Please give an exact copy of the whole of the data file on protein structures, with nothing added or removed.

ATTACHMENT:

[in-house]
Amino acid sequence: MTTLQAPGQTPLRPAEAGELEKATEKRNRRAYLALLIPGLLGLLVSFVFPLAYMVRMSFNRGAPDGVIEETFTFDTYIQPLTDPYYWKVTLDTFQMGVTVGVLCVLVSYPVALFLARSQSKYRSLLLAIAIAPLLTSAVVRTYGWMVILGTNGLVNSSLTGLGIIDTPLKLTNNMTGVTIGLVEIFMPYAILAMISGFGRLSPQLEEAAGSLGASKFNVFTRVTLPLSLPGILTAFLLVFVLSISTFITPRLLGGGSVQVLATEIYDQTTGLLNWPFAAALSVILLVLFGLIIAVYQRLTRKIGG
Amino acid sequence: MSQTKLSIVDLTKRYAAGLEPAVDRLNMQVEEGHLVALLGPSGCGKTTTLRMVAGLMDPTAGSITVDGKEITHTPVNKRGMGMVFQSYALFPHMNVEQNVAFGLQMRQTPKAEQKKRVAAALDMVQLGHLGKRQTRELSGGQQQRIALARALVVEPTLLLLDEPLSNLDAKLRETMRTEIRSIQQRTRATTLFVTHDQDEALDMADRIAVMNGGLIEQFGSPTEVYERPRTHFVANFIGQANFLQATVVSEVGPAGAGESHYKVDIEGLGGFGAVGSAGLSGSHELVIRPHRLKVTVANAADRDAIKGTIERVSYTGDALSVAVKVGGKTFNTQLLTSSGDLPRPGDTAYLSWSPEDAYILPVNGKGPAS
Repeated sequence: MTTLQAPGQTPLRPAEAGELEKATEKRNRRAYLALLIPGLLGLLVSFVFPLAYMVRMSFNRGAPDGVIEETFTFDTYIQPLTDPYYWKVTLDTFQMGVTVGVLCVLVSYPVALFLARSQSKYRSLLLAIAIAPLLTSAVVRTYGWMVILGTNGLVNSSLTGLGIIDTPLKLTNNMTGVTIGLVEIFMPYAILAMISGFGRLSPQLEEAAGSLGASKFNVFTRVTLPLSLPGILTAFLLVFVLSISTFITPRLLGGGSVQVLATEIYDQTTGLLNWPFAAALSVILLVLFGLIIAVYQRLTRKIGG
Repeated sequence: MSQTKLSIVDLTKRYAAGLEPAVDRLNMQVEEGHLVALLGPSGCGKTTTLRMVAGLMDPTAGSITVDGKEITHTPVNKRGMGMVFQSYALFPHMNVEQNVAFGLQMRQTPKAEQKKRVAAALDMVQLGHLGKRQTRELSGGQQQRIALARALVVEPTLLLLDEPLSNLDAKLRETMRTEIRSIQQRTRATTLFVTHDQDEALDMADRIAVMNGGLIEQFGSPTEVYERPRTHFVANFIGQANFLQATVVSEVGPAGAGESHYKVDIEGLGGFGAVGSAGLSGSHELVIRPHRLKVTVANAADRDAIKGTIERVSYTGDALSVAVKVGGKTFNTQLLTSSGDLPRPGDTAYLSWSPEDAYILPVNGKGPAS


[in-house]
Amino acid sequence: MTTLQAPGQTPLRPAEAGELEKATEKRNRRAYLALLIPGLLGLLVSFVFPLAYMVRMSFNRGAPDGVIEETFTFDTYIQPLTDPYYWKVTLDTFQMGVTVGVLCVLVSYPVALFLARSQSKYRSLLLAIAIAPLLTSAVVRTYGWMVILGTNGLVNSSLTGLGIIDTPLKLTNNMTGVTIGLVEIFMPYAILAMISGFGRLSPQLEEAAGSLGASKFNVFTRVTLPLSLPGILTAFLLVFVLSISTFITPRLLGGGSVQVLATEIYDQTTGLLNWPFAAALSVILLVLFGLIIAVYQRLTRKIGG
Amino acid sequence: MSQTKLSIVDLTKRYAAGLEPAVDRLNMQVEEGHLVALLGPSGCGKTTTLRMVAGLMDPTAGSITVDGKEITHTPVNKRGMGMVFQSYALFPHMNVEQNVAFGLQMRQTPKAEQKKRVAAALDMVQLGHLGKRQTRELSGGQQQRIALARALVVEPTLLLLDEPLSNLDAKLRETMRTEIRSIQQRTRATTLFVTHDQDEALDMADRIAVMNGGLIEQFGSPTEVYERPRTHFVANFIGQANFLQATVVSEVGPAGAGESHYKVDIEGLGGFGAVGSAGLSGSHELVIRPHRLKVTVANAADRDAIKGTIERVSYTGDALSVAVKVGGKTFNTQLLTSSGDLPRPGDTAYLSWSPEDAYILPVNGKGPAS
Repeated sequence: MTTLQAPGQTPLRPAEAGELEKATEKRNRRAYLALLIPGLLGLLVSFVFPLAYMVRMSFNRGAPDGVIEETFTFDTYIQPLTDPYYWKVTLDTFQMGVTVGVLCVLVSYPVALFLARSQSKYRSLLLAIAIAPLLTSAVVRTYGWMVILGTNGLVNSSLTGLGIIDTPLKLTNNMTGVTIGLVEIFMPYAILAMISGFGRLSPQLEEAAGSLGASKFNVFTRVTLPLSLPGILTAFLLVFVLSISTFITPRLLGGGSVQVLATEIYDQTTGLLNWPFAAALSVILLVLFGLIIAVYQRLTRKIGG
Repeated sequence: MSQTKLSIVDLTKRYAAGLEPAVDRLNMQVEEGHLVALLGPSGCGKTTTLRMVAGLMDPTAGSITVDGKEITHTPVNKRGMGMVFQSYALFPHMNVEQNVAFGLQMRQTPKAEQKKRVAAALDMVQLGHLGKRQTRELSGGQQQRIALARALVVEPTLLLLDEPLSNLDAKLRETMRTEIRSIQQRTRATTLFVTHDQDEALDMADRIAVMNGGLIEQFGSPTEVYERPRTHFVANFIGQANFLQATVVSEVGPAGAGESHYKVDIEGLGGFGAVGSAGLSGSHELVIRPHRLKVTVANAADRDAIKGTIERVSYTGDALSVAVKVGGKTFNTQLLTSSGDLPRPGDTAYLSWSPEDAYILPVNGKGPAS